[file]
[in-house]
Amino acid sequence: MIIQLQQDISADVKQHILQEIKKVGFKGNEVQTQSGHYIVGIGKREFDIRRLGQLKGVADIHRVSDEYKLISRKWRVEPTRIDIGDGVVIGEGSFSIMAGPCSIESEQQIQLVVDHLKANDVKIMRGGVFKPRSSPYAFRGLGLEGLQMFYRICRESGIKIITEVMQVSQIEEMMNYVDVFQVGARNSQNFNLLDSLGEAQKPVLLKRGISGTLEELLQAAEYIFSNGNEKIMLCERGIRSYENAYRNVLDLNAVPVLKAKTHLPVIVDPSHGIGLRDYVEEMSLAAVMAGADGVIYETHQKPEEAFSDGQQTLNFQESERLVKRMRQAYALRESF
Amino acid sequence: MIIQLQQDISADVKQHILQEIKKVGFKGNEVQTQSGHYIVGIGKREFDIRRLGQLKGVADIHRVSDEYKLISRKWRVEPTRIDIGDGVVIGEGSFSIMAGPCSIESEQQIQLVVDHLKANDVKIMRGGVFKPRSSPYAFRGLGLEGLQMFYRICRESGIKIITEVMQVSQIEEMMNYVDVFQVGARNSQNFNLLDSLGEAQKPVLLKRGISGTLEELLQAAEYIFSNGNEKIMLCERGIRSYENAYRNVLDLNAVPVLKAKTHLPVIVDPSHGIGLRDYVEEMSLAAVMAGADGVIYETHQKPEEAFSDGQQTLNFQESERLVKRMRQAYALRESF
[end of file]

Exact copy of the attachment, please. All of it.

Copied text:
[in-house]
Amino acid sequence: MIIQLQQDISADVKQHILQEIKKVGFKGNEVQTQSGHYIVGIGKREFDIRRLGQLKGVADIHRVSDEYKLISRKWRVEPTRIDIGDGVVIGEGSFSIMAGPCSIESEQQIQLVVDHLKANDVKIMRGGVFKPRSSPYAFRGLGLEGLQMFYRICRESGIKIITEVMQVSQIEEMMNYVDVFQVGARNSQNFNLLDSLGEAQKPVLLKRGISGTLEELLQAAEYIFSNGNEKIMLCERGIRSYENAYRNVLDLNAVPVLKAKTHLPVIVDPSHGIGLRDYVEEMSLAAVMAGADGVIYETHQKPEEAFSDGQQTLNFQESERLVKRMRQAYALRESF
Amino acid sequence: MIIQLQQDISADVKQHILQEIKKVGFKGNEVQTQSGHYIVGIGKREFDIRRLGQLKGVADIHRVSDEYKLISRKWRVEPTRIDIGDGVVIGEGSFSIMAGPCSIESEQQIQLVVDHLKANDVKIMRGGVFKPRSSPYAFRGLGLEGLQMFYRICRESGIKIITEVMQVSQIEEMMNYVDVFQVGARNSQNFNLLDSLGEAQKPVLLKRGISGTLEELLQAAEYIFSNGNEKIMLCERGIRSYENAYRNVLDLNAVPVLKAKTHLPVIVDPSHGIGLRDYVEEMSLAAVMAGADGVIYETHQKPEEAFSDGQQTLNFQESERLVKRMRQAYALRESF